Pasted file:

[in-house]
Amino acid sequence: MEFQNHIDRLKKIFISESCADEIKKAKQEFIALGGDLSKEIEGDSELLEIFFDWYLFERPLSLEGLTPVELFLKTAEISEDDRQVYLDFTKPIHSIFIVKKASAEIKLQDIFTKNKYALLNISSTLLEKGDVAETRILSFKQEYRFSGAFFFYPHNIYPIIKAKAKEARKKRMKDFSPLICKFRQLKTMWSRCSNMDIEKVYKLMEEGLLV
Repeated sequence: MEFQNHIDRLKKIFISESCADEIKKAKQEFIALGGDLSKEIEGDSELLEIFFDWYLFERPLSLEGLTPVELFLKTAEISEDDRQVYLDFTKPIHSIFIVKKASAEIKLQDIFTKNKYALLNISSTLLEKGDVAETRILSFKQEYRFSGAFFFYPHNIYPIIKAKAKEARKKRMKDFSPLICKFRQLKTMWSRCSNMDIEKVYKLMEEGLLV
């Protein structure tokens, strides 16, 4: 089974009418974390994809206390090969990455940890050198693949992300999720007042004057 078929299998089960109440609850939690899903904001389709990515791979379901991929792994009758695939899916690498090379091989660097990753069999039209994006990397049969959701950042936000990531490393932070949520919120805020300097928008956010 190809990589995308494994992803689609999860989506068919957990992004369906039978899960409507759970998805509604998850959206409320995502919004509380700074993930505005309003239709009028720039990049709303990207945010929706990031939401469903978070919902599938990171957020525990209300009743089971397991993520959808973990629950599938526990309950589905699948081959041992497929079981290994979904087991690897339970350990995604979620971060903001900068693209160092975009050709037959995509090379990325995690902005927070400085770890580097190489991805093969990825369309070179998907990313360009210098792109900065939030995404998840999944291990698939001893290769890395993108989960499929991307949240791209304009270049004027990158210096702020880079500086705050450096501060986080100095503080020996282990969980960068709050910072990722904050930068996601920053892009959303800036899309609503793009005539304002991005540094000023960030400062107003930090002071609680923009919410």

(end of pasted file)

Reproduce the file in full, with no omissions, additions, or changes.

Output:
[in-house]
Amino acid sequence: MEFQNHIDRLKKIFISESCADEIKKAKQEFIALGGDLSKEIEGDSELLEIFFDWYLFERPLSLEGLTPVELFLKTAEISEDDRQVYLDFTKPIHSIFIVKKASAEIKLQDIFTKNKYALLNISSTLLEKGDVAETRILSFKQEYRFSGAFFFYPHNIYPIIKAKAKEARKKRMKDFSPLICKFRQLKTMWSRCSNMDIEKVYKLMEEGLLV
Repeated sequence: MEFQNHIDRLKKIFISESCADEIKKAKQEFIALGGDLSKEIEGDSELLEIFFDWYLFERPLSLEGLTPVELFLKTAEISEDDRQVYLDFTKPIHSIFIVKKASAEIKLQDIFTKNKYALLNISSTLLEKGDVAETRILSFKQEYRFSGAFFFYPHNIYPIIKAKAKEARKKRMKDFSPLICKFRQLKTMWSRCSNMDIEKVYKLMEEGLLV
């Protein structure tokens, strides 16, 4: 089974009418974390994809206390090969990455940890050198693949992300999720007042004057 078929299998089960109440609850939690899903904001389709990515791979379901991929792994009758695939899916690498090379091989660097990753069999039209994006990397049969959701950042936000990531490393932070949520919120805020300097928008956010 190809990589995308494994992803689609999860989506068919957990992004369906039978899960409507759970998805509604998850959206409320995502919004509380700074993930505005309003239709009028720039990049709303990207945010929706990031939401469903978070919902599938990171957020525990209300009743089971397991993520959808973990629950599938526990309950589905699948081959041992497929079981290994979904087991690897339970350990995604979620971060903001900068693209160092975009050709037959995509090379990325995690902005927070400085770890580097190489991805093969990825369309070179998907990313360009210098792109900065939030995404998840999944291990698939001893290769890395993108989960499929991307949240791209304009270049004027990158210096702020880079500086705050450096501060986080100095503080020996282990969980960068709050910072990722904050930068996601920053892009959303800036899309609503793009005539304002991005540094000023960030400062107003930090002071609680923009919410």